The label is rooted in township life, and the team uses the medium of clothing to tell that story. “In Joburg, most people come from somewhere else. Thesis touches people’s hearts, it’s urban but it’s about culture and home.”   

Over at Victoria Yards I catch up with fashion designer Palesa Mokubung, creative powerhouse behind the Mantsho brand. We meet in her bright studio during stage four load shedding, cappuccinos supplied by generator power. Palesa is an exuberant force. Her designs so confident, sophisticated and sassy that you want to head home, dismantle your entire wardrobe and start over.

“Joburg is full of opportunities,” she says. “Yes it is the place of gold, but you’ve got to dig for it. Joburg requires focus, drive and a good support system. With those things, you can carve out a corner, create a space for yourself or your business.”

Mantsho’s following extends across our borders, and it’s just launched an international online shopping platform. But would Palesa encourage people to spend time in Jozi as tourists? “It depends on your agenda,” she says. “When I travel it’s always a mix of work and leisure. I love to find textiles, search for books, buy something for my house. Oh and shoes, and good food!” She suggests that travelers to Joburg make a list of top experiences, reach out, and with a plan and an Uber, make it happen.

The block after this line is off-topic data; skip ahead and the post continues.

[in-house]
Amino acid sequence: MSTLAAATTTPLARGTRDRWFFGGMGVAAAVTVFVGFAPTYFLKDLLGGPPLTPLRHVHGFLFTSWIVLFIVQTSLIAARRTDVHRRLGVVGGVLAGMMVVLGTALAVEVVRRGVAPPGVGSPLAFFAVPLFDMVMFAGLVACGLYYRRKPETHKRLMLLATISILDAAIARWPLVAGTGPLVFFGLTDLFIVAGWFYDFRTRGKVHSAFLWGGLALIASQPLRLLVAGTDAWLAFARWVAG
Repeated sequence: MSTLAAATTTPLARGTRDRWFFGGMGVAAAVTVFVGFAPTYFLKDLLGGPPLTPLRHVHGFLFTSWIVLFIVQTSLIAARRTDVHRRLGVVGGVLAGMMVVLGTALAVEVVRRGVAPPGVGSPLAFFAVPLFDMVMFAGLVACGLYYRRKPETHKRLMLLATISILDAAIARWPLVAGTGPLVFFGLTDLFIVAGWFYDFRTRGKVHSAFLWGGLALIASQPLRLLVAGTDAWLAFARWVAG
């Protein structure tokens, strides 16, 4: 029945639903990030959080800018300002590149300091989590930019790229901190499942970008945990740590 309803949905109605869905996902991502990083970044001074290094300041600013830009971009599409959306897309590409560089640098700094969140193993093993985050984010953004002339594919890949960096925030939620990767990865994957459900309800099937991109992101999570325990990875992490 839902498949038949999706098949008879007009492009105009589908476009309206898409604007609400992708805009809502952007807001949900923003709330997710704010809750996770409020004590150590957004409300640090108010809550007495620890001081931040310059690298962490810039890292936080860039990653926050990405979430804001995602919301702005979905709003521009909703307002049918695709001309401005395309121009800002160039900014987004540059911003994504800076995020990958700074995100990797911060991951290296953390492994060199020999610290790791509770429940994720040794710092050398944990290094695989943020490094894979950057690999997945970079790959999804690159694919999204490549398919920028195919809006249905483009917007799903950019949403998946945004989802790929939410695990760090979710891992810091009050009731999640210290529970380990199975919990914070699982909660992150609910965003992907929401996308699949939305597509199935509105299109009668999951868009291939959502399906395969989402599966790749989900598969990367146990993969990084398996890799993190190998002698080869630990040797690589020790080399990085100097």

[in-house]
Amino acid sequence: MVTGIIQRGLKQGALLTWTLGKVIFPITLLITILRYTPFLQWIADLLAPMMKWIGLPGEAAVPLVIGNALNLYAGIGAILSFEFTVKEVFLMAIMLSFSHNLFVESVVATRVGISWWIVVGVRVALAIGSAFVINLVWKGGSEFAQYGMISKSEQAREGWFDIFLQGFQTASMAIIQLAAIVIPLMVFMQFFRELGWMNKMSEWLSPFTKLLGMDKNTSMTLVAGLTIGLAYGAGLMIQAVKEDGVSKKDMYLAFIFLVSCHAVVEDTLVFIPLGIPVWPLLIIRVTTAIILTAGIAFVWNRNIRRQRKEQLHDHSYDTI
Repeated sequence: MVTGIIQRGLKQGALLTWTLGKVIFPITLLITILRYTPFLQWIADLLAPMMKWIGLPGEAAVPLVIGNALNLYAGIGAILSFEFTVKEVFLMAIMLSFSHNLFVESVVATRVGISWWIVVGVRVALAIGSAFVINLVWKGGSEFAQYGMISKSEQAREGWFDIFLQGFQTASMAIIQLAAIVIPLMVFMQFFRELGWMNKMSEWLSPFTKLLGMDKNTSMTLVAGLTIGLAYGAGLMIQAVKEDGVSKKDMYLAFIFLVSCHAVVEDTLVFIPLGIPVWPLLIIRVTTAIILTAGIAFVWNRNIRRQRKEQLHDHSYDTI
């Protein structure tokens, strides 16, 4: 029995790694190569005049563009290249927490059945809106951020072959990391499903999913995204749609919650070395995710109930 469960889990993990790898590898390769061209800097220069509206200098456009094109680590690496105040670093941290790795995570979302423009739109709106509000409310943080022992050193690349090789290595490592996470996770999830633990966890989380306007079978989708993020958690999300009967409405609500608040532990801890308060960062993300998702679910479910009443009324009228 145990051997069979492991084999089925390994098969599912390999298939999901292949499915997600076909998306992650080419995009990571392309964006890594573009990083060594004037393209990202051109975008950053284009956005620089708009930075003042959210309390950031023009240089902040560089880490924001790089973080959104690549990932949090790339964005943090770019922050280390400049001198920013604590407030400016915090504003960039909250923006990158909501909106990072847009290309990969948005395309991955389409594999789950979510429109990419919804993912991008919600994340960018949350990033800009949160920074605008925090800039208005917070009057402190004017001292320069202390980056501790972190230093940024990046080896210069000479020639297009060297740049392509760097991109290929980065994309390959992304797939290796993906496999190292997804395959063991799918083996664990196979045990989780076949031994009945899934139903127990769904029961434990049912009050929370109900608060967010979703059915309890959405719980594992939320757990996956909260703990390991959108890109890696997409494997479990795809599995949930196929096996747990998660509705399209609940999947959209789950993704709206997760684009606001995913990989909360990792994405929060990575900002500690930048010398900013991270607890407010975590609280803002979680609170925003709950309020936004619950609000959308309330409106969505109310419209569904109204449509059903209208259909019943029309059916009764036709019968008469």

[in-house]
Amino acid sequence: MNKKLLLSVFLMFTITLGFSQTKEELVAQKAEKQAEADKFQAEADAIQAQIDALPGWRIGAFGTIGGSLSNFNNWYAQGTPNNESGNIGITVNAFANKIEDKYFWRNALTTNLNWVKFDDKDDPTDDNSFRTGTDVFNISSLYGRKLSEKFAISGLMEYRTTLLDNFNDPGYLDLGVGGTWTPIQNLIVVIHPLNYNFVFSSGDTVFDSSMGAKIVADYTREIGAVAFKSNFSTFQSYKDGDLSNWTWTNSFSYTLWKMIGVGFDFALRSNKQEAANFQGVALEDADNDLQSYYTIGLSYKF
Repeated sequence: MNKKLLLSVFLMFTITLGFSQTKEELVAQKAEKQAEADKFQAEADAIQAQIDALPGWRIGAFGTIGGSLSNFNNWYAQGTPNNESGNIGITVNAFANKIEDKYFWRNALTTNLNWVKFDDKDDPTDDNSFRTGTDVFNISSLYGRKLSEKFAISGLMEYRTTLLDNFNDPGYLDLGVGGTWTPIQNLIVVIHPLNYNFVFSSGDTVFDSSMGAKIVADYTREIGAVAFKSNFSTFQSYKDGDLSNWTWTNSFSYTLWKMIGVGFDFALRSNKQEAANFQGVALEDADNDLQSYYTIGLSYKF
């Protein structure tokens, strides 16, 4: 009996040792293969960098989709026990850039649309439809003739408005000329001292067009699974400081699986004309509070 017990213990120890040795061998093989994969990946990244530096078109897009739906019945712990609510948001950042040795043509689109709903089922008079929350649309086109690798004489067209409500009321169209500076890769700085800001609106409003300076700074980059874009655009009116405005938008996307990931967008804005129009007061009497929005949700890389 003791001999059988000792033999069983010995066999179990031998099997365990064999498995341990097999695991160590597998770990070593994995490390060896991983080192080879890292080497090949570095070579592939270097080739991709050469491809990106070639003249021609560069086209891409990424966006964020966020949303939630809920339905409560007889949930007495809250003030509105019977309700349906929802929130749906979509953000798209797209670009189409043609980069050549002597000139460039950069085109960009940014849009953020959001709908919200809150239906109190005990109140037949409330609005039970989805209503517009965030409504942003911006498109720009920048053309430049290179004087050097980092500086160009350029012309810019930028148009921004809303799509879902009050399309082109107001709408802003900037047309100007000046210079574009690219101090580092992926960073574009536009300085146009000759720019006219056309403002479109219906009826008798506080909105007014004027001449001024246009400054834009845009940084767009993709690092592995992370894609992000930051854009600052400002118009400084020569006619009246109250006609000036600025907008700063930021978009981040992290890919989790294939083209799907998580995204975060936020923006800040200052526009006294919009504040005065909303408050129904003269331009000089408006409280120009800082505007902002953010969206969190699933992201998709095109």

Tiaan Nagel’s eponymous brand combines contemporary luxury and exquisite construction. Like Palesa, he grew up in the Vaal Triangle, and explains that to a degree, Joburg represented a form of escape. “To me it was both aspirational and inspirational; all those things associated with small town syndrome. People come here to find a better world. It’s a hustle city, and it’s hard – you have to figure it out. But when you go the extra mile it rewards you.”

“Experiencing Joburg is intense, it demands that you partake”

Tiaan and I discuss Cape Town, and the ongoing rivalry between the Mother City’s bucolic good looks and Jozi’s edgy persona. “In Joburg, you have to find that beauty for yourself, it’s not presented to you. Experiencing Joburg is intense, it demands that you partake. Joburgers invite friends over, we show up. We understand that the reality of operating here is mirrored by fragility. In that sense it’s a very truthful city.”

At Melrose Arch, Oscar Ncube is at his Chiefs of Angels store. A quietly confident entrepreneur, he moved here from Zim in 2009 and has a pragmatically commercial view on fashion. “I knew there was going to be a receptive market in Joburg,” he says. “Joburg forces people to deal with each other. And the clash of ideas and cultures allows for a completely fresh outlook.”

Oscar’s aesthetic is rooted in the well-cut staples of Rock ’n Roll, but he’s made it his own, clothing that is elegantly unfinished, occasionally upcycled, and tinged with rebellion. Much like our city, really. “In Joburg I’ve found a client base that is open to newness. It’s allowed me to be me, and that  wasn’t as possible back home.”